Karisma Senegal, 20, at the Vision View Business Formation Center. She hopes to attract investors to renovate the building and create a food court.
Written by Frank Lopez
For many people, becoming a home or property owner is on the checklist of life.
Unfortunately, the obstacles of capital, credit and socio-political factors such as race, income and age prevent many people from getting to the arena of owning real estate.
For 20-year old Karisma Senegal and her vision, the hard times in life motivate her to rise above them.
Senegal works at Vision View Partners, a business formation center in Fresno founded by her mother Laneesha Senegal. It helps businesses and entrepreneurs start and grow their ventures from beginning paperwork to developing marketing material. It also provides access to resources, offices and spaces to operate in.
Senegal’s work with the business incubator focuses on assisting clients of Vision View with leasing offices and workspace in its three buildings that cover 33,000 square feet on Clinton Avenue, right near the Fresno airport.
She works to set up with clients of the business center with a space for owners to use as an office, as well as furniture, desks, detailing and even computers — whatever a business owner might need to create an office.
Senegal also coordinates maintenance with items such as fans, locks, painting and other property management tasks.
“Any business that is interested in getting space — it’s open to anybody,” Senegal said. “We want to lease to the community and to everybody.”
Senegal has been working at VisionView for about seven months, but even before that, she was always coming in and out of the office when she was younger, helping her mother with whatever needed to be done.
Senegal herself has lived through some of the struggles that make it more of a challenge for financial independence. Laneesha had to work hard as a young mother of five to make ends meet, and Karisma saw the barriers that many people face when trying to escape the cycle of poverty.
At 17, Senegal had just graduated high school, attending classes at Fresno City College, and working at Taco Bell.
She was also pregnant with her first child.
She was at home one day when a door-to-door PG&E salesperson knocked and she inquired about how to get a job there. Once she turned 18, Senegal started working as a sales representative for the utility company, quickly moving up to become a general manager with 25 people working under her.
During her time with PG&E, from age 18 to 20, she made around $58,000 annually — pretty good money at that age. Earning the salary and being able to set her own schedule with children at home led to her wanting to become an entrepreneur.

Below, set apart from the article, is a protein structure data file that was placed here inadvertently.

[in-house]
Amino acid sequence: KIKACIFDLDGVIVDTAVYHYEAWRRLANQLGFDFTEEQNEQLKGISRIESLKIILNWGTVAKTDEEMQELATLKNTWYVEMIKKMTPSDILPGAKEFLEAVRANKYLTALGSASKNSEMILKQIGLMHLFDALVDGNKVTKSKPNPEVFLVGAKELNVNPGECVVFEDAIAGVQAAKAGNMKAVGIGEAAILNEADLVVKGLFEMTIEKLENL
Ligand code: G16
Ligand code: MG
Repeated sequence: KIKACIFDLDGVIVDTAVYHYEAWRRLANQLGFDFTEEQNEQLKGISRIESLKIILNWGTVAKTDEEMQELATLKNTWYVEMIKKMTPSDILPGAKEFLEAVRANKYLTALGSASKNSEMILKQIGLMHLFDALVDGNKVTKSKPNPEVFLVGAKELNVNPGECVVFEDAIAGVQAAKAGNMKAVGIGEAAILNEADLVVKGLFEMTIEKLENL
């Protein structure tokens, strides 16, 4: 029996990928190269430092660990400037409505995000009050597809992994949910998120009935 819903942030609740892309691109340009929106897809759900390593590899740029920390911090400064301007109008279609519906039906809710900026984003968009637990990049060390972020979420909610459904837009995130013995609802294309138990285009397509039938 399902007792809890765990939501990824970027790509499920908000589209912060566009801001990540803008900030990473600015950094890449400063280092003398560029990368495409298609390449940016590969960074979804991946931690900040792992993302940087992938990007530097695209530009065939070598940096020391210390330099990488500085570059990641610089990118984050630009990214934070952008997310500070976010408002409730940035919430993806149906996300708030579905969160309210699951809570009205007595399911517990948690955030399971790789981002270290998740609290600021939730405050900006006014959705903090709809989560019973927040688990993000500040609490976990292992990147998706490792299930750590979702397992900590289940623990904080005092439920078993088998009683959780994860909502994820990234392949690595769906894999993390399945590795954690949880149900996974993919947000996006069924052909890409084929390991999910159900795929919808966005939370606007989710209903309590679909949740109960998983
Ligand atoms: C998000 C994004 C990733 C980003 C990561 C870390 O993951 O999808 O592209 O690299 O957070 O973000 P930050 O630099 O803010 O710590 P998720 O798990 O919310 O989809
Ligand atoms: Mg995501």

Even as a teenager, Senegal was working for Faith in the Valley, a non-profit, faith-based organization, doing community work and talking to people door-to-door.
Prior to solely working at Vision View, she worked at T.O.P. Marketing in Fresno doing customer acquisition, helping people navigate new laws and going door to door to facilitate business-to-business communication and helping them with utility services.
All of this experience — sales, engaging with people and managing other workers — has helped in her entrepreneurial journey.
Senegal, along with other members of Vision View, are building up Five Ladies Development Group, which she plans to make into a platform for real estate and property management.
In April, right after the onset of shutdowns caused by the Covid-19 pandemic, many clients vacated their offices at Vision View. With the economic shutdown causing ripples across the business world, and the fear of the contracting the coronavirus, it was understandable that many people didn’t want to pay for an office space at the time.
“In April, because Covid-19 hit, a lot people stepped out from their offices here. Some people didn’t have the finances, or feel comfortable in being in the social environment any longer. In April, my mother, my sisters, my aunt, my cousin and all of us women sat down and said, ‘how can we come together with all of our talents and bring them all together as one to keep going and build this shop and not let it fall,’” Senegal said.
Currently, Five Ladies is working on building a food court in the center of the Vision View complex, finding investors to open up some eateries on the first floor and making a lounge on the second floor.
Senegal said with so many business people flying in and out of Fresno, and with Vision View being so close to the airport, travelling entrepreneurs and business owners would be able to rest there, conduct business meetings or use their resources as they wait for appointment or flights.
“We are working on a lot of projects. We are trying to build up membership, how to bring in more people to use our space and resources and get some work done. I am also working on a career choice type center for kids and help them find jobs,” Senegal said.
Eventually Senegal wants to take the Five Ladies Development Group into residential real estate investment.
There are plans for a business expo in September, with tours for open and occupied offices spaces at Vision View to show potential clients what it has to offer. It will also be the grand opening date of the Java Bar, a coffee shop in the complex.
Senegal is balancing her busy work life with being the mother of two girls, taking in a five-year old cousin, and also helping to raise her boyfriend’s child. Her vision, as well as her family, is what motivates her everyday.
Being a young, “unapologetically black” mother, Senegal said she does feel some people are surprised that she has accomplished so much, but she feels she can fit into any crowd and work with anyone.
“Every day I’m seeing all these different things I can do,” Senegal said. “I like to paint, I like to draw, I like to model. I can surf into any of these entrepreneurial surfaces down the line.”